Devoted to blackboard drawings, the first room is dominated by a wall-sized image of snow-covered peaks that, in its scale and ambition, conjures the awe with which Victorian artists like John Martin approached the immensity of nature. Dean’s title, Montafan Letter, 2018 (pictured above: Tacita Dean working on Montafan Letter by Fredrik Nilsen Studio) refers to a letter describing an avalanche that buried a village in the Austrian Alps in 1689. A second avalanche buried the priest who was officiating at the funeral, but a third one miraculously uncovered him. 

Martin’s apocalyptic painting The Great Day of His Wrath, 1853 shows the devastation of a city by an earthquake, but Dean’s mountain has an almost surreal, picture-postcard serenity. Close-up you can see the scratchy marks made by the chalk – evidence of the work involved in creating this huge drawing. At a distance, though, one is seduced by her ability to conjure the ethereal quality of the light reflected off ice and snow. This dichotemy between the labour-intensive process and the effortless beauty of the final image somehow echoes our relationship with nature. The abundance of sublime pictures of dangerous places makes them seem safe and familiar and blunts our respect for and fear of the natural world.

To create her series of cloud drawings, Dean developed a way of blowing liquid chalk onto the slates once used in Victorian schoolrooms. Beneath her filmy evocations of billowing clouds are the ghostly traces of diagrams and incised graffiti. Hand written snippets of Shakespearean text, such as “I do remember now”, create further links between evanescent form and historical record. And, nearby, a collection of spherical stones suggests another, equally poetic relationship between nature and culture. 

In the next room is a captivating collection of clover leaves with up to 9 leaves (pictured left: detail). Reliance on luck is an essential aspect of Dean’s working method. She has devised a way of masking sections of film so that only a portion of it is exposed at a time. Rewinding the reel and filming again allows her to juxtapose subjects recorded on different occasions and in distant locations. But since the results are revealed only once the filming is over, its a risky business.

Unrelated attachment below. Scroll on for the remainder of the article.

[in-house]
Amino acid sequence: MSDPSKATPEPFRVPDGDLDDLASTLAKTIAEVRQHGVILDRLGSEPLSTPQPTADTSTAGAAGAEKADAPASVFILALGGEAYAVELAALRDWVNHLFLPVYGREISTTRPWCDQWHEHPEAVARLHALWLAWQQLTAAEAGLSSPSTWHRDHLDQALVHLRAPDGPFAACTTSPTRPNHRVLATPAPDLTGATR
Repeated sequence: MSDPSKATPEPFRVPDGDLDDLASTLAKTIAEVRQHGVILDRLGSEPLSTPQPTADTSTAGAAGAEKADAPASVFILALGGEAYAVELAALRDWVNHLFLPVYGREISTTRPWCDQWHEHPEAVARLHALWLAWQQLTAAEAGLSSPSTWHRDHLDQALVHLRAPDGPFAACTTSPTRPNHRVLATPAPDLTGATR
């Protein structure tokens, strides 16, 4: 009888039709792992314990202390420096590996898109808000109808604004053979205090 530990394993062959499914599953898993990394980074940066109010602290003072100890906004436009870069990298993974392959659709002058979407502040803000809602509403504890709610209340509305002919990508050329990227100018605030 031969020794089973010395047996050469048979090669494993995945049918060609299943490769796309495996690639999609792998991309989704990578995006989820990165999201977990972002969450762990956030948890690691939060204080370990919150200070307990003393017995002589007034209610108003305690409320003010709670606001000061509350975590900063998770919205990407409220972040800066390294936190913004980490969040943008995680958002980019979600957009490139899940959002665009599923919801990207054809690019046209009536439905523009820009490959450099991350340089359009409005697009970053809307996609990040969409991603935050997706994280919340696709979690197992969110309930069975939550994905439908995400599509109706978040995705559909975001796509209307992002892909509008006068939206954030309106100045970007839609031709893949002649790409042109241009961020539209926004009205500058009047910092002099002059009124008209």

Antigone is a multi-screen epic, based on her sister’s name, that explores blindness – stumbling about in the dark – as a metaphor for the creative process. We follow Oedipus (Stephen Dillane) hobbling across a stony landscape having plucked out his eyes on discovering that he has killed his father and married his mother. His wanderings are juxtaposed with shots of gases belching from blow holes in Yellowstone National Park and shrouding the surrounding rocks in volcanic ash, as though somehow nature were echoing his tragedy (pictured below: still from Antigone 2018) . 

Classicist Anne Carson discusses aspects of the Greek myth, including the role of Oedipus’s daughter/sister, Antigone, but with sound and image overlaid in a complex and often inaudible web, these sections feel like research that has infiltrated the main picture. Images of a solar eclipse recorded in California create a clear structure, but the film still seems to lose its way in a mire of unanswered questions about blindness, darkness and disability. 

Inaugurating the new galleries with an exhibition that adopts radical approaches to the traditional subject of landscape is a good beginning. Lets hope the Royal Academy can sustain this level of promise and so attract the visitors to Burlington Gardens that it dreams of.